July 1, 2008

The New Progressive Party (NPP) of Korea has been the most visible organization in the two-month long protests of Koreans against the Lee Myung-bak government. As noted before, NPP’s guerrilla media project called ColorTV enjoys a huge following among those Koreans who can’t participate in protest rallies in central Seoul in person for various reasons.

Around 10:30PM of July 1, several men apparently associated with HID, a pro-government extremist organization, raided NPP’s headquarters. According to those at the scene, the intruders went berserk shouting “We will kill Jin Joong-gwon and all the other commies of ColorTV”, and injured some party staff on duty. Jin is the political pundit who’s been serving nearly daily as the chief male reporter of ColorTV.

Lee Myung-sun, the chief female reporter of ColorTV, expressed her concerns over the safety of herself and the staff of ColorTV, but vowed to keep broadcasting candlelight vigils live till the last candlelight is put out.

One wonders whether this incident isn’t an indication that Lee Myung-bak and his right-wing extremist supporters have been caught by surprise by the recent turn of events.

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“The darkness has never won against the light.”

June 30, 2008

As we reported the other day, the National Action Week against the South Korean government’s publication of guidelines on U.S. beef imports witnessed a lot of pain, suffering and blood on the part of peaceful protesters.

In response, about 300 Catholic priests and 200 nuns took to the street on Monday, and held a public protest Mass in central Seoul:

The priests and nuns called to the government for renegotiating over U.S. beef, firing Uh Chung-soo, the head of the National Police Agency, and releasing all the citizens arrested so far. And they called to the citizens for maintaining the principle of nonviolence.

Quoting John 1:5, they declared that “the darkness has never won against the light”. Tens of thousands of citizens attending the Mass burst into applaud and cheers in agreement.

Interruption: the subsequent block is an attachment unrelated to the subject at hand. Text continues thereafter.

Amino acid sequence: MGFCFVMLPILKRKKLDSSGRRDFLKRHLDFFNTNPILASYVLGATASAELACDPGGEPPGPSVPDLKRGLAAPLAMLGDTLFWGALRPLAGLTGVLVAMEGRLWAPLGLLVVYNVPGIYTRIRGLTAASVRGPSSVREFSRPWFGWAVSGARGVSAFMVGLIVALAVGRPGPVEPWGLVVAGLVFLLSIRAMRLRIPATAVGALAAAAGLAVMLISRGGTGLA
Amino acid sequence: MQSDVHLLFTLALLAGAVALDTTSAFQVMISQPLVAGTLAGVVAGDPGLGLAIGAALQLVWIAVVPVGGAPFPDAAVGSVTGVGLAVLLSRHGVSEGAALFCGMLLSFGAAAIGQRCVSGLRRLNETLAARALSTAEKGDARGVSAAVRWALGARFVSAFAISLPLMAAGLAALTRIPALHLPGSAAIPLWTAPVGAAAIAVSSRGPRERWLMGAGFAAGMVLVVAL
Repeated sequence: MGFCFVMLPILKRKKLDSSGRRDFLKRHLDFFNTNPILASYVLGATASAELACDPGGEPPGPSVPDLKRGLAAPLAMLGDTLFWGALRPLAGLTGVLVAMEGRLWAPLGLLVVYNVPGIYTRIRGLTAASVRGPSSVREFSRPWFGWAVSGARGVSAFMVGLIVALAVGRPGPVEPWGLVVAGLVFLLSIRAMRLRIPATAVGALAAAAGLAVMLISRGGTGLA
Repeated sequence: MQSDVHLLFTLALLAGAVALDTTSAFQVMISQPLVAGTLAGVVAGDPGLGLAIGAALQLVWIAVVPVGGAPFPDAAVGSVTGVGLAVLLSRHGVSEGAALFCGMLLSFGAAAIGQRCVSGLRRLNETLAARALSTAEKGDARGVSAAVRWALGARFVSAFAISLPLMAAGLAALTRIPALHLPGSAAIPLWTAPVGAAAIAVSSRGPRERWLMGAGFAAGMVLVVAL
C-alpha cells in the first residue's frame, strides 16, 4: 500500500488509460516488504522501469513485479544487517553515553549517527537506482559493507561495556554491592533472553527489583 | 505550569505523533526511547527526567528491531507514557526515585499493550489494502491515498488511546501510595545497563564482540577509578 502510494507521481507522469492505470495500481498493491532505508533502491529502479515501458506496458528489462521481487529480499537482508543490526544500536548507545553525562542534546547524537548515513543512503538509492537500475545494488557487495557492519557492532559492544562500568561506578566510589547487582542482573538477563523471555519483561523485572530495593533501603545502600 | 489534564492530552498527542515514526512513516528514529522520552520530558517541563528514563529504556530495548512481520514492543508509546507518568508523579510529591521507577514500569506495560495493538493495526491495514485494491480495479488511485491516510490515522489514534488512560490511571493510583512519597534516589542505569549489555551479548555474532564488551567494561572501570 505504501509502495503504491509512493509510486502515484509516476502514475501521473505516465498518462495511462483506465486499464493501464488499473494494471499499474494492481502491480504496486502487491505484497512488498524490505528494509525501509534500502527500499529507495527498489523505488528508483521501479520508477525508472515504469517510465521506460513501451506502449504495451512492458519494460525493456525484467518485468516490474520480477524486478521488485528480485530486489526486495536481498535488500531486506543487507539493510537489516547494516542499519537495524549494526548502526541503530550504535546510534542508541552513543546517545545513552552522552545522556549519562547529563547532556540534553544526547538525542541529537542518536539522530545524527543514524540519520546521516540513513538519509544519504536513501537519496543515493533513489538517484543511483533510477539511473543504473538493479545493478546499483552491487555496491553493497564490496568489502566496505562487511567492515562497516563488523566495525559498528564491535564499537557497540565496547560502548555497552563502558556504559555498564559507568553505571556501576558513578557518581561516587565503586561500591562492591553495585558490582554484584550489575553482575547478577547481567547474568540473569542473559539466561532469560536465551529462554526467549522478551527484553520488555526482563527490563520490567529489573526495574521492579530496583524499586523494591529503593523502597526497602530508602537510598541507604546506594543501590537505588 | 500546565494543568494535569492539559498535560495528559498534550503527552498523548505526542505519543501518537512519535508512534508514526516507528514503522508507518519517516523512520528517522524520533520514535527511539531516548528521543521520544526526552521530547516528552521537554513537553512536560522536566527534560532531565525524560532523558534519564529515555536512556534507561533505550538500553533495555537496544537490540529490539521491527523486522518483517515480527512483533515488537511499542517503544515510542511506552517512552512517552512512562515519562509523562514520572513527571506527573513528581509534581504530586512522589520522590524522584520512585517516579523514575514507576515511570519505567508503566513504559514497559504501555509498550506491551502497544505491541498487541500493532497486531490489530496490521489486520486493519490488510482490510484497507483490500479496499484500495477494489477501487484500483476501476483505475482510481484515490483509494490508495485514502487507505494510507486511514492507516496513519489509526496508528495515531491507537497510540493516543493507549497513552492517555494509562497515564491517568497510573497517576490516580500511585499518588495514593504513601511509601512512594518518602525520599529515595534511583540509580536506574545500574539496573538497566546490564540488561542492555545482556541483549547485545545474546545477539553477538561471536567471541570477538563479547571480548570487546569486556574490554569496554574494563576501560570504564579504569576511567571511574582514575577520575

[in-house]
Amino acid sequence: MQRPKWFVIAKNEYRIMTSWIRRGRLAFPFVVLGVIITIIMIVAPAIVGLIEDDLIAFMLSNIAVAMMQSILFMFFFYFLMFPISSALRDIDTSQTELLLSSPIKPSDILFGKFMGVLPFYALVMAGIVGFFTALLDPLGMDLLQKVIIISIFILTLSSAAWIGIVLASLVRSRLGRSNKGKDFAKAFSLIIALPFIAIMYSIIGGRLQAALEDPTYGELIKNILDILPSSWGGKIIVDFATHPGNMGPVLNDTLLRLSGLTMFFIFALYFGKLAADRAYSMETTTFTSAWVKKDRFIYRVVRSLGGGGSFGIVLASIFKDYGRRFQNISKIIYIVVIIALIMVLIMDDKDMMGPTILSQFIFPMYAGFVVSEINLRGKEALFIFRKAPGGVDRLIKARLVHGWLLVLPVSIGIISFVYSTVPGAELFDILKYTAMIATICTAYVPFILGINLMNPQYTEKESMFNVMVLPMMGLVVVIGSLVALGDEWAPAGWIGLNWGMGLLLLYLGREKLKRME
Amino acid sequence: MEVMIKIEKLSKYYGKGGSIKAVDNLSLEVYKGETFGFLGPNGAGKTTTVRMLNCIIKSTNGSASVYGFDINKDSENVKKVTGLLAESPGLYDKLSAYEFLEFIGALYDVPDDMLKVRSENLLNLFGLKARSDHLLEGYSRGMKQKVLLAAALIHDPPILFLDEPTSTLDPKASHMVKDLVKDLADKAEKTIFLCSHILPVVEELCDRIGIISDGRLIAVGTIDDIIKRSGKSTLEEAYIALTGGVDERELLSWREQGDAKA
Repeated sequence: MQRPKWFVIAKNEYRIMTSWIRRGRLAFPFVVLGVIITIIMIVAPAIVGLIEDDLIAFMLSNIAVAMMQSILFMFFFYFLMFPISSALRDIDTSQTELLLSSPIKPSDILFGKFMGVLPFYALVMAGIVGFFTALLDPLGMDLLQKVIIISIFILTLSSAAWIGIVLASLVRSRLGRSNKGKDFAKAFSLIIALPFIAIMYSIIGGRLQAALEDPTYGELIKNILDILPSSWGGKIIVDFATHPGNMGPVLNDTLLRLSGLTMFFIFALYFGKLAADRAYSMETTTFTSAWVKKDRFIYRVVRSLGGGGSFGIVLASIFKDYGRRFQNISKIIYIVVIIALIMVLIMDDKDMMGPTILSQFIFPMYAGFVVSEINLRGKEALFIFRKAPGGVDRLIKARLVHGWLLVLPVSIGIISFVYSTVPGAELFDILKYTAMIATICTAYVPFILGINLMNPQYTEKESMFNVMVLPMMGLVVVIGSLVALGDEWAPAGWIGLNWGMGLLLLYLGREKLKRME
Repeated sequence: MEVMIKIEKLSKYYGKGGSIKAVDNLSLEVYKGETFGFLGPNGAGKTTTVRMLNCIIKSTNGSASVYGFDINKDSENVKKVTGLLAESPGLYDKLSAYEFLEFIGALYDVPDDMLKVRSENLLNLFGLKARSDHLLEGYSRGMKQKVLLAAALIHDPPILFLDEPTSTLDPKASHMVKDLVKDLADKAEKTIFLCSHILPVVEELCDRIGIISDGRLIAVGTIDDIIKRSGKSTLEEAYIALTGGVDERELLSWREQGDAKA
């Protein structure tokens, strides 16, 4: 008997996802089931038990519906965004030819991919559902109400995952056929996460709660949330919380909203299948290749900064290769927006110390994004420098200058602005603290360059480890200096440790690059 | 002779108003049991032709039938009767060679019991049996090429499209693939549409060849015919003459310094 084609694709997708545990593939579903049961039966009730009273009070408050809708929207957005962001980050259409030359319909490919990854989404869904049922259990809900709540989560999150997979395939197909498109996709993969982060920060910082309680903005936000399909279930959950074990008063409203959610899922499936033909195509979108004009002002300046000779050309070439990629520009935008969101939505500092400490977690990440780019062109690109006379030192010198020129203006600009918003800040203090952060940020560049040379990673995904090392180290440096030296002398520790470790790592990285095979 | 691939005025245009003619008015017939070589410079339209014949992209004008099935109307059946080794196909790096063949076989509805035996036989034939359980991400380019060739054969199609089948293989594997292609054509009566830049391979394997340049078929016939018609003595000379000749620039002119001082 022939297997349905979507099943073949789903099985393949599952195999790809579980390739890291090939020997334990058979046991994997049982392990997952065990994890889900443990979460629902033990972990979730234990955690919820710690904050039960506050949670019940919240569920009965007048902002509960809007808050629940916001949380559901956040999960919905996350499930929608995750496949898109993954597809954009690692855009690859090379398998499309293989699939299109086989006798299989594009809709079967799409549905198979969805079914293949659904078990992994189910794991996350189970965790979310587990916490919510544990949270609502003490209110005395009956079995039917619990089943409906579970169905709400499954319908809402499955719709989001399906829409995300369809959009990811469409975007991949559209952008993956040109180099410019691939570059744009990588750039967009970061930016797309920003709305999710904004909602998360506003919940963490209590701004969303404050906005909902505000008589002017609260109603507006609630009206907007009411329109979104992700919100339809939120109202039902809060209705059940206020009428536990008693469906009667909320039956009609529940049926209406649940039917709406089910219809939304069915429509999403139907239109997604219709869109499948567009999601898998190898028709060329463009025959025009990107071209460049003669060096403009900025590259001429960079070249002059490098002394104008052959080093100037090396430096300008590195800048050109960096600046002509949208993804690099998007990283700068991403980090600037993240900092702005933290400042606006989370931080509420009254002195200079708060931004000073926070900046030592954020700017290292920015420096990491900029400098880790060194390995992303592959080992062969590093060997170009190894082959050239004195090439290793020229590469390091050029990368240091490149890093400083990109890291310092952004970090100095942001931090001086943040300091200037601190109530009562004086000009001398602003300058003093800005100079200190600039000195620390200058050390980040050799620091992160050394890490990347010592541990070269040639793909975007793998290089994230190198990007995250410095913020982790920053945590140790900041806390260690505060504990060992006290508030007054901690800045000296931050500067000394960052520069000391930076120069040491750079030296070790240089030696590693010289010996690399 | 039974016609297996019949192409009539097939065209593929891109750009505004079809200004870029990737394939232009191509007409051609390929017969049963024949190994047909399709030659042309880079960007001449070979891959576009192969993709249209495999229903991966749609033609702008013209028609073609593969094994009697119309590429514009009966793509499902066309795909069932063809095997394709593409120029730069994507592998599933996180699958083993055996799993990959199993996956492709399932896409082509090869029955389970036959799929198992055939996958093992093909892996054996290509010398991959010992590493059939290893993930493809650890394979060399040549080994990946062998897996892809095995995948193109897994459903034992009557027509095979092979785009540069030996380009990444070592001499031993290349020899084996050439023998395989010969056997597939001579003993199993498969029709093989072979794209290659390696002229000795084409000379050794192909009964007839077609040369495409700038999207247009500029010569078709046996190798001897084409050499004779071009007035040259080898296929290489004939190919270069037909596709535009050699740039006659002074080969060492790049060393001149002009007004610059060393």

Upon finishing the Mass and the ensuing protest march, some of the priests began a fasting protest at Seoul Plaza:

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Also, the priests announced their plan to hold a protest Mass everyday at 7:00PM at Seoul Plaza.

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International Herald Tribune publishes a false report on the June 28th protest.

June 29, 2008

Choe Sang-hun, a South Korea correspondent of International Heread Tribune (IHT), writes today that “The demonstrators hurled rocks and swung steel pipes while the police beat them back with plastic shields.” But it was police that hurled rocks and kindred things, as we reported yesterday. And the claim that protesters used steel pipes is a complete lie, a lie that even radical right-wing propagandist daily newspapers in Korea would dare not publish. Choe’s report intentionally misleads the readers into thinking that police violence was a result of responding to prostesters’ violence, which only exists in Choe’s imagination.

New York Times, which owns IHT and regularly publishes Choe’s articles in their entirety, has wisely published Choe’s report on the June 28th protest with that false claim edited out. Choe’s reports on Korea have always been skewed to the right. If, as is reported by Reuters, “The New York Times is developing plans to merge the Web site of the International Herald Tribune with that of The New York Times, in a bid to expand their global reach and deepen their appeal to advertisers“, it’d be wise of NY Times to reconsider publishing articles on Korea by an unreliable reporter like Choe.